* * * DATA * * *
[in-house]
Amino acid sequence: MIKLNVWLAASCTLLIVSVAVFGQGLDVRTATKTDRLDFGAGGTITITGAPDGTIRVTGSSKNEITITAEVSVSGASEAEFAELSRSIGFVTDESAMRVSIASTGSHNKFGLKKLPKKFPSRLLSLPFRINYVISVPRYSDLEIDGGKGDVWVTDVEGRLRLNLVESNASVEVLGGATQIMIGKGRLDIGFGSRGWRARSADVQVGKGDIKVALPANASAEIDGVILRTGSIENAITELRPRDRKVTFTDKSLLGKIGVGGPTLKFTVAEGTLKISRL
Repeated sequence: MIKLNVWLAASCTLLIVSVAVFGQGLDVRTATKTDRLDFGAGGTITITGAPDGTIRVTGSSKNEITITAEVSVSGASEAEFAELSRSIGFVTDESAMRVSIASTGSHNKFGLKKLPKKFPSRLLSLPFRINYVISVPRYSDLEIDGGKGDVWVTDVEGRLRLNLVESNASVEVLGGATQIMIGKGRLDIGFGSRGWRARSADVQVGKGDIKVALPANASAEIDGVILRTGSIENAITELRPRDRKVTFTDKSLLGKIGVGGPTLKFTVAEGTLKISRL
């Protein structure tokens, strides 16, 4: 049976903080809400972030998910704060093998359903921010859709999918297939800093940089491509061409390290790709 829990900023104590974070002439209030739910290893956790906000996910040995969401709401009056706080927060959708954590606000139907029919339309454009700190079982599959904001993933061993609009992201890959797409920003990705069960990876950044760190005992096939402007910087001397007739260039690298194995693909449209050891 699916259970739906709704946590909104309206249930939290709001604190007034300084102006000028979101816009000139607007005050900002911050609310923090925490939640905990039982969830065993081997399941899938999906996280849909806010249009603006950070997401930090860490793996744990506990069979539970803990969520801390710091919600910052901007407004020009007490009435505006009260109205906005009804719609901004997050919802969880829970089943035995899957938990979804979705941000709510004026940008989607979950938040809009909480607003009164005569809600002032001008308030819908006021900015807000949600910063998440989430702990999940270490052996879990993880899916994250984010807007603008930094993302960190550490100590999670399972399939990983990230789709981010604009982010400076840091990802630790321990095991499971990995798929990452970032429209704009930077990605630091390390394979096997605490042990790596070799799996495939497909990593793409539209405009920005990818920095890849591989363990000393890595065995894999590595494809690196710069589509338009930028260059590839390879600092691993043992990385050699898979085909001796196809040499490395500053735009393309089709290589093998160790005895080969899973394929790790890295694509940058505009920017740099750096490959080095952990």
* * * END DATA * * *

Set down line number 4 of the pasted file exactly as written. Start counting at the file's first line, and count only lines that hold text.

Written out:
């Protein structure tokens, strides 16, 4: 049976903080809400972030998910704060093998359903921010859709999918297939800093940089491509061409390290790709 829990900023104590974070002439209030739910290893956790906000996910040995969401709401009056706080927060959708954590606000139907029919339309454009700190079982599959904001993933061993609009992201890959797409920003990705069960990876950044760190005992096939402007910087001397007739260039690298194995693909449209050891 699916259970739906709704946590909104309206249930939290709001604190007034300084102006000028979101816009000139607007005050900002911050609310923090925490939640905990039982969830065993081997399941899938999906996280849909806010249009603006950070997401930090860490793996744990506990069979539970803990969520801390710091919600910052901007407004020009007490009435505006009260109205906005009804719609901004997050919802969880829970089943035995899957938990979804979705941000709510004026940008989607979950938040809009909480607003009164005569809600002032001008308030819908006021900015807000949600910063998440989430702990999940270490052996879990993880899916994250984010807007603008930094993302960190550490100590999670399972399939990983990230789709981010604009982010400076840091990802630790321990095991499971990995798929990452970032429209704009930077990605630091390390394979096997605490042990790596070799799996495939497909990593793409539209405009920005990818920095890849591989363990000393890595065995894999590595494809690196710069589509338009930028260059590839390879600092691993043992990385050699898979085909001796196809040499490395500053735009393309089709290589093998160790005895080969899973394929790790890295694509940058505009920017740099750096490959080095952990």